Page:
Migration after calamities is not just caused by war and oppression, but also part of natural disasters.
Natural disasters occur when a natural event has catastrophic consequences for every living thing. Earthquakes, volcanic eruptions, and floods can make it necessary to find a new, safer place to live.
Some natural disasters are not unique events, but are the effect of continuous natural processes. A well-known example is the growing desert in the Sahel. Farming is becoming increasingly difficult around the borders of the Sahel and farmers are moving away. Many farmers from Burkina Faso have already left and gone to the less dry Ivory Coast, a neighbouring country south of Burkina Faso.
The drought in the Sahel has also caused several failed harvests that led to famine. In 1984, the worst famine ever took place in Ethiopia and the Sahel. It did not rain for two years. Thanks to Canadian TV journalist Brian Steward and the BBC, the whole world could see how seven million Ethiopians were threatened by famine after a long dry period.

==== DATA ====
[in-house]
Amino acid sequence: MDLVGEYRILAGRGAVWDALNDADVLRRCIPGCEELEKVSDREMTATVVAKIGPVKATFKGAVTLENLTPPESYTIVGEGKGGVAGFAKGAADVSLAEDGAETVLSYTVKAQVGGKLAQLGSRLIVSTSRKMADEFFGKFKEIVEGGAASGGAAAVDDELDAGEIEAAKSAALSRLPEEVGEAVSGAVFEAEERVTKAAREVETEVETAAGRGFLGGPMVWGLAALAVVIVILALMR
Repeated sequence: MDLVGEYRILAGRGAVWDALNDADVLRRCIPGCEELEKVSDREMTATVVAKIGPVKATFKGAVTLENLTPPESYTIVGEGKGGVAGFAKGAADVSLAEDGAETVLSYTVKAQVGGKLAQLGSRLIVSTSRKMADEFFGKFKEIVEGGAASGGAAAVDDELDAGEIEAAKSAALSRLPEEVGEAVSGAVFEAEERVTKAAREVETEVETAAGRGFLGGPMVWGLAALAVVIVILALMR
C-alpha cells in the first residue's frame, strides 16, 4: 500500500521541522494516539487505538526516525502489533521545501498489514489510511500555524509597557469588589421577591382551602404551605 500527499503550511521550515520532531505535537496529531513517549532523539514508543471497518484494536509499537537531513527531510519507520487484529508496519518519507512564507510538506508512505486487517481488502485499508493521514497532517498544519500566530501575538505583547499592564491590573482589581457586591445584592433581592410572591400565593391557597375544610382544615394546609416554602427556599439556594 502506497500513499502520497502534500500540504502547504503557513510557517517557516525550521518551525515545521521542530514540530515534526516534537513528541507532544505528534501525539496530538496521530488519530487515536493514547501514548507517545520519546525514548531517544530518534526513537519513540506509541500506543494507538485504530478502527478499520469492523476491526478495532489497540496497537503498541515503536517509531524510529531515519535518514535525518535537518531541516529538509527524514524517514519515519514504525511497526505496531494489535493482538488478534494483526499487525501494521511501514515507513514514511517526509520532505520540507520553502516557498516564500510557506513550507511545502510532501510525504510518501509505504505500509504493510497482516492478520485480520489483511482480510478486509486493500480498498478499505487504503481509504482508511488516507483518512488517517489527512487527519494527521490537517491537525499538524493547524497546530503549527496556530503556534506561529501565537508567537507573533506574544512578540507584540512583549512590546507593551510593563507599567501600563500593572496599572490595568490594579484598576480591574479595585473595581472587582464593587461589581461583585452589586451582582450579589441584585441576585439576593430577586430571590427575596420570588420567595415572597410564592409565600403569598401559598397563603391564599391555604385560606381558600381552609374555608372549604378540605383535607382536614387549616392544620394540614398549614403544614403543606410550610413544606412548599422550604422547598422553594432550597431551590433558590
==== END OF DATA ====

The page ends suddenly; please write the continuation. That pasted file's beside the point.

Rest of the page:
We saw scrawny children with big bellies and averted eyes. Desperate mothers with babies who reach for milkless breasts in vain, searching for kernels of grain that may have fallen from food aid bags on the dry plains. Almost a million people died.
3) Most people who emigrate because of a natural disaster, drought, failed harvest, or famine move within their own country (internally displaced people) or to neighbouring countries. Give two reasons why they would move within their own country/a neighbouring country instead of, for example, going to Europe.